The Design & Architecture of Smallstep

This is a technical design document for readers that are already familiar with public key infrastructure (PKI) and certificate management and want to get up to speed with step certificates quickly.

For readers who are less familiar check out...

About the step toolchain

step is the command-line interface for all things smallstep, and a swiss-army knife for day-to-day Production Identity operations.

step is a command-line tool for developers, operators, and security professionals to:

  • configure, operate, and automate all of smallstep's tools, and
  • work with open standard Production Identity technologies

It's the open source core of everything smallstep does, and everything you need to work with certificates, tokens, JOSE structures (JWT, JWK, JWE, JWS), and many other common cryptography primitives.

step Characteristics

  • Easy to use, hard to misuse: Safe defaults everywhere encourage best practices by always making the right thing easy. Insecure or subtle operations are gated with flags to prevent accidental misuse.

  • Help that's actually helpful: Run step help on any subcommand to find thorough documentation, examples for common use cases, and in-depth discussion of relevant security, architectural, and general usage considerations.

  • Developer friendly: Thoughtfully designed to be intuitive, get the job done, and get out of the way. With step , complex security operations become simple and obvious.

  • Opinionated, but flexible: make easy things easy and hard things possible

  • Standards-based: step certificates is mostly vanilla, with some sprinkles

Things you can do with step

  • Verify and inspect JWTs
  • Get an OAuth access token or OpenID Connect identity token to access APIs
  • Get TLS certificates from step-ca
  • Install root certificates and issue locally-trusted development certificates
  • Inspect and lint X.509 certificates
  • Encrypt data using JWE or NaCl
  • Login to SSH using step-ssh

Step certificates extends the step command line tool, adding a certificate authority ( step-ca ) and subcommands to make secure automated certificate management easy. The goal is to reduce the cost of building an internal PKI to cryptographically identify people, devices, and production workloads (e.g., microservices) and use TLS.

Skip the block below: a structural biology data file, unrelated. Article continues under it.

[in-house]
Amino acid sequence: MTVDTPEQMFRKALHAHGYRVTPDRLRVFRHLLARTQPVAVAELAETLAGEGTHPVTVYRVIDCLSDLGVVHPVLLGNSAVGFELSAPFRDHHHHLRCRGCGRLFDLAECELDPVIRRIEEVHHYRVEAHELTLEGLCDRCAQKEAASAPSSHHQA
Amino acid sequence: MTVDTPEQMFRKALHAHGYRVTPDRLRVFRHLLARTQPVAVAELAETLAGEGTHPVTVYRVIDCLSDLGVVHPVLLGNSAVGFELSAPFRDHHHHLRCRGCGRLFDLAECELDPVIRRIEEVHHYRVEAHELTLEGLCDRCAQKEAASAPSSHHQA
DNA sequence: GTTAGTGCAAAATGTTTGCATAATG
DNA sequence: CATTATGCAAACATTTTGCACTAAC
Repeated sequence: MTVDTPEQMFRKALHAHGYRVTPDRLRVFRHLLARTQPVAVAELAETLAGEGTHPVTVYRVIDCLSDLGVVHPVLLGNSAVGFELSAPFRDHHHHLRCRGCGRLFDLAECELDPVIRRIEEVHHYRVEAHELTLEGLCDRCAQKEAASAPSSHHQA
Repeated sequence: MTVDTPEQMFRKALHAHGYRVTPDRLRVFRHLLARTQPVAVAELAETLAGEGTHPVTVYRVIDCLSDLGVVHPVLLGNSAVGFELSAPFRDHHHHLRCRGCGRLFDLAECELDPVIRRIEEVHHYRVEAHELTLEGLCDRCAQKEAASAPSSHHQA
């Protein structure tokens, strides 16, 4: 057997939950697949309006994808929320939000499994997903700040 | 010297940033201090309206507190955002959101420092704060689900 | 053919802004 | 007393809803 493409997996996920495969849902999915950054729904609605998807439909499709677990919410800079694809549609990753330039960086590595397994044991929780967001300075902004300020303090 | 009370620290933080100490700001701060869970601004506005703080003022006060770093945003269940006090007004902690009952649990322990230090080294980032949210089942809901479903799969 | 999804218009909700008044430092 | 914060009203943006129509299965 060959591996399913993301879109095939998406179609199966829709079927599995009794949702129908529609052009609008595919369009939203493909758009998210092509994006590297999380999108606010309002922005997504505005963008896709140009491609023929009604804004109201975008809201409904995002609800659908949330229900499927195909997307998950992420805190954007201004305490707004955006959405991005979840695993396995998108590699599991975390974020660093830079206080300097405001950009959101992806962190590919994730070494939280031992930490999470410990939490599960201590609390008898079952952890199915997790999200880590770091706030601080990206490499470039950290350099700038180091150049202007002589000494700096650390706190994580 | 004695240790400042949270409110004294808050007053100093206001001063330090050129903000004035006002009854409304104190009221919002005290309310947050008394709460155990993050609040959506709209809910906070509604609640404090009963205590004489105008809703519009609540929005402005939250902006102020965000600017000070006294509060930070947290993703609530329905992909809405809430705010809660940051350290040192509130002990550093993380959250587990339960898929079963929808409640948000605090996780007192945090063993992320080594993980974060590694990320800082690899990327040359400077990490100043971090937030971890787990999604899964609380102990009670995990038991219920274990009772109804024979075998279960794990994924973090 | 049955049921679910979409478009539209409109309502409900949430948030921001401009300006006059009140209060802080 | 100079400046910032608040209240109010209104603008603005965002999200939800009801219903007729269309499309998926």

While end-to-end cryptography and mutual authentication between services is valuable, it's too hard with legacy tools. This difficulty is not inherent -- PKI is not necessarily hard. But there is an infrastructure and tooling gap that makes internal PKI challenging.Step certificates fills that gap.

Step certificates has two core components:

  • The step-ca binary is an certificate authority (CA) service that you run yourself. It exposes a JSON/HTTPS API for automating certificate management (certificate signing/issuance, renewal, and revocation).
  • The step binary is a command line security utility for working with standards like X.509, JWT, and OAuth. It's an easy-to-use openssl replacement for many common use cases. It also does some things that openssl and similar tools can't. Apropos of the current discussion, step integrates with the step-ca API to streamline certificate management workflows, making automation even easier.

Both of these programs are written in golang and use the excellent crypto and x509 libraries from the golang standard library. They also use square's go-jose library for JOSE primitives (JWT & JWK).

These tools make the arcane art of automated certificate management a simple, intuitive process. With step certificates you should be able to setup your own internal CA and automate the delivery of certificates to your production workloads in an afternoon.

Key Features

  • An internal certificate authority (CA) that can issue certificates to workloads, devices, and people
  • Streamlined generation of artifacts required for an internal CA - Automatically builds root & intermediate certificates and private keys
  • A variety of authentication mechanisms for provisioning certificates in different environments
  • A command line tool for generating keys, working with cryptographic artifacts, and interacting with the CA to automate certificate issuance, renewal, and revocation
  • Proven industry defaults for easy secure choices including root and intermediate private key hygiene
  • Automated certificate renewal to empower best practices of issuing short-lived (e.g.24-hour) certificates.
  • Passive revocation to avoid the challenges of implementing infrastructure support for active revocation.
  • Key pair generation to create a public key that can be distributed and shared with the world and a corresponding private key that should be kept confidential by the owner.
  • If you don't like our defaults and you want more control, fear not, everything is highly configurable. A design goal of step certificates is to make easy things easy and hard things possible.


Installing step and step-ca is easy. If you're on macOS you can simply

brew install step